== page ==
Sunday, August 22, 2010

I Prefer Watching A Bull Elk Rather Than The Bear Market

August has been a lazy time for Crusty. More lazy than normal. The market has meandered and my portfolio decisions seem sound. Or, if not sound, void of new ideas.

A couple of weeks ago a deer jumped over my back fence and bounded towards the neighbor's yard and the lake. I'm used to pheasants and an occasional raccoon in the yard, but the deer was a first. I see them in the parkland surrounding the lake so I'm aware of their presence but, as I wrote, seeing a deer in the backyard surprised me. It also made me want to go to the mountains. So, we packed up the car with the wife and the dog and headed to Colorado.

Around Estes Park you can't miss the elk. They are everywhere. They seem to be particularly fond of yards, shade, and flowers. I sure enjoy watching those beautiful animals eat other people's flowers and shrubs. Elk, deer, aspens, pines, peaks, canyons, rivers, and mountain cabins all provided outdoor enjoyment. Why spend time thinking about investments? But I did sometimes.

Mountain forests got me thinking about Redwood Trust [RWT], a holding of mine that, at present is working fine. RWT is a REIT that invests in mortgage loans, bonds, and securitizations. It sells for about $14 and yields 7%. It actually returns more as the dividend is classified as "return of capital" since RWT has no accounting taxable income. So, the income stream is attractive and will remain so for another year or so before the dividend starts being ordinary income again, but, by then, I hope Redwood can pay a higher dividend like they once did.

RWT isn't without risk as real estate investing isn't surefire. But, they have made it through the worst of their portfolio decisions and have huge reserves put aside against their likely losses. They have plenty of cash, capital, and good credit controls. They don't take interest rate risk. They take credit risk and are good at it. Wally Weitz thinks so and so does Crusty. RWT provides both income and upside.

Another REIT that has done well by me as the Fed has held interest rates down is Annaly Capital [NLY]. Just the opposite of RWT, NLY doesn't take any credit risk as it buys agency securities, but it assumes lots of interest rate risk as it borrows short and lends long. And leverages itself about 5 times. But it does all that well so it can pay a hefty dividend. Currently 15%. It should remain a good position until rates start climbing which will obviously impact its spread and stock price. NLY is a different animal than RWT, but that's why they are both worth owning.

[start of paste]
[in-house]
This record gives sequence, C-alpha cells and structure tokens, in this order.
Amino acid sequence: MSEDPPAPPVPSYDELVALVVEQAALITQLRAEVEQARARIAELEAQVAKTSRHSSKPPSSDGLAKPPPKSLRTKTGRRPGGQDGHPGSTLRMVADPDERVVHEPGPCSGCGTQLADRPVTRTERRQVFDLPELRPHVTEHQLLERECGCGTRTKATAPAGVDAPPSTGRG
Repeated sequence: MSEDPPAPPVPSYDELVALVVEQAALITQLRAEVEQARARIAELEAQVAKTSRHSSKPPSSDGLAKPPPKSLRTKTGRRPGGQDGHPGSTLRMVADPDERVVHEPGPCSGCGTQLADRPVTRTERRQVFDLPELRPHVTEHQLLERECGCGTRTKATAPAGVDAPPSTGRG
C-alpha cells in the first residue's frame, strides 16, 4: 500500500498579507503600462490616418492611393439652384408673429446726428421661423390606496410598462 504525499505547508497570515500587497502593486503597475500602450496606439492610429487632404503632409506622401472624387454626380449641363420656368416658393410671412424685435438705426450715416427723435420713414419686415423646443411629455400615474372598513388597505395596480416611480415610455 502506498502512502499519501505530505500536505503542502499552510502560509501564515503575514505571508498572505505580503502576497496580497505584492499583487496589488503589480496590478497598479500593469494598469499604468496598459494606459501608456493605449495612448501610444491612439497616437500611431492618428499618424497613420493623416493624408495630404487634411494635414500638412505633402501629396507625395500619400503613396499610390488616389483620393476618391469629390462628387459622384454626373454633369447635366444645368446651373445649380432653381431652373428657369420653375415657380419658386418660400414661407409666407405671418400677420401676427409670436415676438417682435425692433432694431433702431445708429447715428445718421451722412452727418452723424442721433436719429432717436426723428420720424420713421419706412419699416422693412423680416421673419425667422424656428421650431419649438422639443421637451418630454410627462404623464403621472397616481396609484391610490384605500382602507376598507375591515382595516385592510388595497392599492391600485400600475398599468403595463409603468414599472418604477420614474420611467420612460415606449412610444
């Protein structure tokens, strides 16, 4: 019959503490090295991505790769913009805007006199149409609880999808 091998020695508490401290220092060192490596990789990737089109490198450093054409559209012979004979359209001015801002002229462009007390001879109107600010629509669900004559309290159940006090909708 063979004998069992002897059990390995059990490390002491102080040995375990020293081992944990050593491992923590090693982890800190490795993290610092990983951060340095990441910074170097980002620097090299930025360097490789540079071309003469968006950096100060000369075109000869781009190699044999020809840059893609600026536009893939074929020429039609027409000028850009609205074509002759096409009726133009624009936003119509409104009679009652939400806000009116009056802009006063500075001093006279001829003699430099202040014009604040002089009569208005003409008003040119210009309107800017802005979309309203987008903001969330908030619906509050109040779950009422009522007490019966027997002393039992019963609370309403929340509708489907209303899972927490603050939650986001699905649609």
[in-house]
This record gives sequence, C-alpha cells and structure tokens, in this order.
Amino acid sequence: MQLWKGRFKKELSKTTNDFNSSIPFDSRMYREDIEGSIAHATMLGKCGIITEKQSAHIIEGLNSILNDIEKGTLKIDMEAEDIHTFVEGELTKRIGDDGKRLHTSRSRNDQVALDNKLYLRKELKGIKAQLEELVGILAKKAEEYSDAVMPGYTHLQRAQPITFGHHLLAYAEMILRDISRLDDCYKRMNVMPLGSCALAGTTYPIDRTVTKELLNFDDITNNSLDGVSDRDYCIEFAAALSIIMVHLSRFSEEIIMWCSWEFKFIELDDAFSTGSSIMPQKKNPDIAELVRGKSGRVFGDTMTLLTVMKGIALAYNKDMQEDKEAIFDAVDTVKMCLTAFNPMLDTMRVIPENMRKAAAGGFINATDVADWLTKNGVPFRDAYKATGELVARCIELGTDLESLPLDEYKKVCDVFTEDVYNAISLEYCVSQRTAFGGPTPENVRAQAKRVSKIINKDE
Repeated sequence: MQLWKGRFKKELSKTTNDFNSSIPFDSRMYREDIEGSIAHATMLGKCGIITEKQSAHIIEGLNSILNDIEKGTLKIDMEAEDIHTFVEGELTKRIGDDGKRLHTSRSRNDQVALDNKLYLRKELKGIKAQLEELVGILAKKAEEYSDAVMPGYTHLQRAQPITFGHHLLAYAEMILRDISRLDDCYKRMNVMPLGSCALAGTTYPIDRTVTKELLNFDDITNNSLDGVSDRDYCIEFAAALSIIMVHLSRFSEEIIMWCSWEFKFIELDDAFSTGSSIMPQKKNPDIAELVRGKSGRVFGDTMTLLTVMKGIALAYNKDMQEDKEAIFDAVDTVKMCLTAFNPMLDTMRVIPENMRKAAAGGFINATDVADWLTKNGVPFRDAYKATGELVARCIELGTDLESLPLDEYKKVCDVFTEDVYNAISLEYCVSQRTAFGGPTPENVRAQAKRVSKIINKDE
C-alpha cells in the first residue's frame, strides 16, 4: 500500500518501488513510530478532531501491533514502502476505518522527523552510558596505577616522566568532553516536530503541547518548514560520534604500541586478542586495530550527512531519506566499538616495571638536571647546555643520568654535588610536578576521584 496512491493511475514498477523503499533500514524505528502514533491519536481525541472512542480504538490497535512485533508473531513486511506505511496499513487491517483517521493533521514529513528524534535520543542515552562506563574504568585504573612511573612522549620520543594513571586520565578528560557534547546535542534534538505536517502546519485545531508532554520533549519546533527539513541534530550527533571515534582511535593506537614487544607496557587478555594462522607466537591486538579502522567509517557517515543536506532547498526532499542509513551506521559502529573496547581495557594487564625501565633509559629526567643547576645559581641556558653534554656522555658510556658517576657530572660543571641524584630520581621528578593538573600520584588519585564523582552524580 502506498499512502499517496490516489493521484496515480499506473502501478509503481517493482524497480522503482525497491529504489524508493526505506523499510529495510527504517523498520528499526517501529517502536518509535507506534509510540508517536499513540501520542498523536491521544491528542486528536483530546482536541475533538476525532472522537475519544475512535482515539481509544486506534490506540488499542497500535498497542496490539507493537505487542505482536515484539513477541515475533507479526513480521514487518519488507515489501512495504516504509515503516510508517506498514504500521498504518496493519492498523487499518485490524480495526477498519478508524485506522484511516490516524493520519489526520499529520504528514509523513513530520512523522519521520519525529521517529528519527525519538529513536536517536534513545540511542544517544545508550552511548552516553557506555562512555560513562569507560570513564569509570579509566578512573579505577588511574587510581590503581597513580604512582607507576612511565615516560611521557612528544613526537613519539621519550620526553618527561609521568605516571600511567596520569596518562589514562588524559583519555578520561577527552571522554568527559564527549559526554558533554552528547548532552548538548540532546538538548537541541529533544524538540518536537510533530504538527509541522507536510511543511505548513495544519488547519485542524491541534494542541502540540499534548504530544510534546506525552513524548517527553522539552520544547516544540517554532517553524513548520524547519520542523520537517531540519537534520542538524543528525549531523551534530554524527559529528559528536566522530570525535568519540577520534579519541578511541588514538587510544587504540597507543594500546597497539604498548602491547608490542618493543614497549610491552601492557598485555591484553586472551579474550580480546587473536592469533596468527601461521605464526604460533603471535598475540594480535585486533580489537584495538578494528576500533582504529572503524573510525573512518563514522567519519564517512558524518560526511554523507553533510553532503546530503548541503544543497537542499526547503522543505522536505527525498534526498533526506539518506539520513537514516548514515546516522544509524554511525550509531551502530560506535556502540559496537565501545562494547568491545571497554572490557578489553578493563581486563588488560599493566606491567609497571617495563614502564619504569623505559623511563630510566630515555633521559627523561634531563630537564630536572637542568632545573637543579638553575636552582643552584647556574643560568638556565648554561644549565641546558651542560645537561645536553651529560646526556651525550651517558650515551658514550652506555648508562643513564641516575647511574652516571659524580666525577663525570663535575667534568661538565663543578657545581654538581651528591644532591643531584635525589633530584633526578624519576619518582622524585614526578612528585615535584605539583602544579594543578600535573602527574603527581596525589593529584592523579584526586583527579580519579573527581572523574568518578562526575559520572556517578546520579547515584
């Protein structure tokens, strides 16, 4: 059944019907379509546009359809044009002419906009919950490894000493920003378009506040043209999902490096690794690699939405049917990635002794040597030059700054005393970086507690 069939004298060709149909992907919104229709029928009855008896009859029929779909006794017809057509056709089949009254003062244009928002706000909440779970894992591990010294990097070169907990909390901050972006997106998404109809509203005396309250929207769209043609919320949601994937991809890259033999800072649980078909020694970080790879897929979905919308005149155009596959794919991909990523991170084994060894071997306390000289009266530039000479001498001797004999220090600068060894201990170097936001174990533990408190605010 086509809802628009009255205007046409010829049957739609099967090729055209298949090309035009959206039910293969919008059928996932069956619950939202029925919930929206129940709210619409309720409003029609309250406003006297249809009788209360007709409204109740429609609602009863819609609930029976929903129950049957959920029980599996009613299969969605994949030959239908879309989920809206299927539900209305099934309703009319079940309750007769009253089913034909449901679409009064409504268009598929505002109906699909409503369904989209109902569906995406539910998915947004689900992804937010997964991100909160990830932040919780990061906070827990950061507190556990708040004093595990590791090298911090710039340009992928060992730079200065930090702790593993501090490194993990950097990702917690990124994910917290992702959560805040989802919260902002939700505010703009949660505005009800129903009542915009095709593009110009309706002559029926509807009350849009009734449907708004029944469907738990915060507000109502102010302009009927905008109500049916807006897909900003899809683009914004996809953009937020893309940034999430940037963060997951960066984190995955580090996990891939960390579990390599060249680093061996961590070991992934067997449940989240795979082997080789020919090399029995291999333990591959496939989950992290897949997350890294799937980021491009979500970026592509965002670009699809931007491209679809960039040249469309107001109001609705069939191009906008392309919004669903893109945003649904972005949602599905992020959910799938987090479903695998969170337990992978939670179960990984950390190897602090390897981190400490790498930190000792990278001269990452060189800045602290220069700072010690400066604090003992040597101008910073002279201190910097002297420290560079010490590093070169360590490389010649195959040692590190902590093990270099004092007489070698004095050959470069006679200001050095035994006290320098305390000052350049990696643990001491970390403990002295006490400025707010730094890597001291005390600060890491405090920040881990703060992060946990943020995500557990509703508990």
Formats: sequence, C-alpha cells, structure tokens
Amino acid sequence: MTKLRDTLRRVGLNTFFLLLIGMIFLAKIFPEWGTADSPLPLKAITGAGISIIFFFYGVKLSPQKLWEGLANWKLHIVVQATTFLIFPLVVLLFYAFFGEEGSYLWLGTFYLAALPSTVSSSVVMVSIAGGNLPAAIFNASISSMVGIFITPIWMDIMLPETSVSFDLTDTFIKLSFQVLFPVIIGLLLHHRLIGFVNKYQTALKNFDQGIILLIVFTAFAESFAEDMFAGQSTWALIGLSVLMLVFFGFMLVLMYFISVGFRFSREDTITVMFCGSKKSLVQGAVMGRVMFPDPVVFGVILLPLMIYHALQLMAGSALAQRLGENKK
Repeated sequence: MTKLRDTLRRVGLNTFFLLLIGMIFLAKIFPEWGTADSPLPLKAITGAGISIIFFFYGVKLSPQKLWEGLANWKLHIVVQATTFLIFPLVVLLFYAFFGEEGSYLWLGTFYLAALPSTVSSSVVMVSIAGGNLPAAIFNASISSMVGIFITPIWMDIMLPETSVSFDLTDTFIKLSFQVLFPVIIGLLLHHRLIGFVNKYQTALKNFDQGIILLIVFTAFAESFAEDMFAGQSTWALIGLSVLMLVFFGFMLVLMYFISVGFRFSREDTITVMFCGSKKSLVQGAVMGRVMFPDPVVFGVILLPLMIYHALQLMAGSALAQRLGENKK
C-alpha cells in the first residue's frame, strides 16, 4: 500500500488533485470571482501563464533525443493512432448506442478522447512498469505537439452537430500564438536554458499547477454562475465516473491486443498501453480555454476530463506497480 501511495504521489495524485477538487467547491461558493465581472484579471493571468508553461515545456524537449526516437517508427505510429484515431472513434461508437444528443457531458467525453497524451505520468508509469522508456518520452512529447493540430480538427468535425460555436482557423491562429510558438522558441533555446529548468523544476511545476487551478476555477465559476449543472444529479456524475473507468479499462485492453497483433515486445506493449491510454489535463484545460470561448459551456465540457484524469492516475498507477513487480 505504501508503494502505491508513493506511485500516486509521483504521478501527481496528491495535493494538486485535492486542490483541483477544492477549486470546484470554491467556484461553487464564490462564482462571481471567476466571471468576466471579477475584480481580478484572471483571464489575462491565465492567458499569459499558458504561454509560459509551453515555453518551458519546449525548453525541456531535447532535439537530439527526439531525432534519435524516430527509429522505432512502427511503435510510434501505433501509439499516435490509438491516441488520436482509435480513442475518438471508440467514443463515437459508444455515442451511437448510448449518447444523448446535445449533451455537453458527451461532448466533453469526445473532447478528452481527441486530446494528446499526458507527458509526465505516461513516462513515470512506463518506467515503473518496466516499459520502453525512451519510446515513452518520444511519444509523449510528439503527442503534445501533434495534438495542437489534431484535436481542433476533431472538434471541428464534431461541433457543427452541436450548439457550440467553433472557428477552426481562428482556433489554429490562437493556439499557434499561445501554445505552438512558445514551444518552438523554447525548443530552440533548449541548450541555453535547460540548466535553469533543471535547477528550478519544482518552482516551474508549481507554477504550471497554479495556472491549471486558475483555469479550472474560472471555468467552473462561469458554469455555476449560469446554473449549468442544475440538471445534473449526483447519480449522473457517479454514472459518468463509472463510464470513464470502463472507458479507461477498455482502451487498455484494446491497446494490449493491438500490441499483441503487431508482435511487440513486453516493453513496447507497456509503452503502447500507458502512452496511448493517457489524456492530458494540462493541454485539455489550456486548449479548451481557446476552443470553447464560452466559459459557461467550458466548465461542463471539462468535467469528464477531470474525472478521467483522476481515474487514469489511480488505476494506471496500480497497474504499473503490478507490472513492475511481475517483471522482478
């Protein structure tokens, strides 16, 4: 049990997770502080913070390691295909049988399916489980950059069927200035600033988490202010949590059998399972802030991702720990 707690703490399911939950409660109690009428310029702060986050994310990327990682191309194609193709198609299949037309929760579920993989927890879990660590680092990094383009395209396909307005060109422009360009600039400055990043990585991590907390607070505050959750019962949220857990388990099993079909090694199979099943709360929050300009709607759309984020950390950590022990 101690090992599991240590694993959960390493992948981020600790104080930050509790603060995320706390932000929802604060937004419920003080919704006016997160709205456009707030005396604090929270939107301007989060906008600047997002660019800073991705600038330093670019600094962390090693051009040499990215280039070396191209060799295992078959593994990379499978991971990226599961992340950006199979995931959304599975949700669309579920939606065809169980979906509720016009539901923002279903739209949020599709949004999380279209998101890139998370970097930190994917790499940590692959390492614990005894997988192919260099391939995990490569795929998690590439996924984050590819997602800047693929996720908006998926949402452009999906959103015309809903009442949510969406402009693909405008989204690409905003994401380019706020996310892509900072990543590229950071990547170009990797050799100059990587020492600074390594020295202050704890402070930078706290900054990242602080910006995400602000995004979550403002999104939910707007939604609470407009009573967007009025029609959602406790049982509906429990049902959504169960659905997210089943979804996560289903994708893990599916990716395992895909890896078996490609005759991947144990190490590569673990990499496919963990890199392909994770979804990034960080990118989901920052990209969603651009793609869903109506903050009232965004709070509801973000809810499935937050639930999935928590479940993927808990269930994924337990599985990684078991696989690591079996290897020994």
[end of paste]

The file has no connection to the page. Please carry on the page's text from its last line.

All REITS are not the same, so if tempted by their yield, do some homework. I hope I've done mine correctly. If I haven't, I may have to return to Colorado and live in a trailer, not a chalet.

Monday, August 2, 2010

Prepare For Disappointment

I had great hopes that last Thursday would be a good stock market day for me. I was sorely disappointed. Mentally I was ready for some lousy results on three of my companies that were reporting earnings that day, but the rest of Wall Street wasn't as sanguine and brutally punished those securities.

The percentage moves were huge for a one day period. Bunge had been trading around $54 and was pummeled to $46, Neutral Tandem was taken down from $13 to $10.50, and Brunswick moved up from $14 to $17.50 [ a short put that stopped working ]. Lots of shares changed hands, probably lots were momentum driven, as the market reacted first and studied, if they did, later.

If a person's investing time horizon is longer than a nano-second, BG and TNDM were, and still are, attractive at those lower prices. The negative bet against BC will also still work, but it will work better for new money as it continues to act strongly. It will take another couple of quarters before company results start looking promising and I feel smart again. Bunge has already climbed back to $52; that's up $6 from the day of panic.

Nap time.

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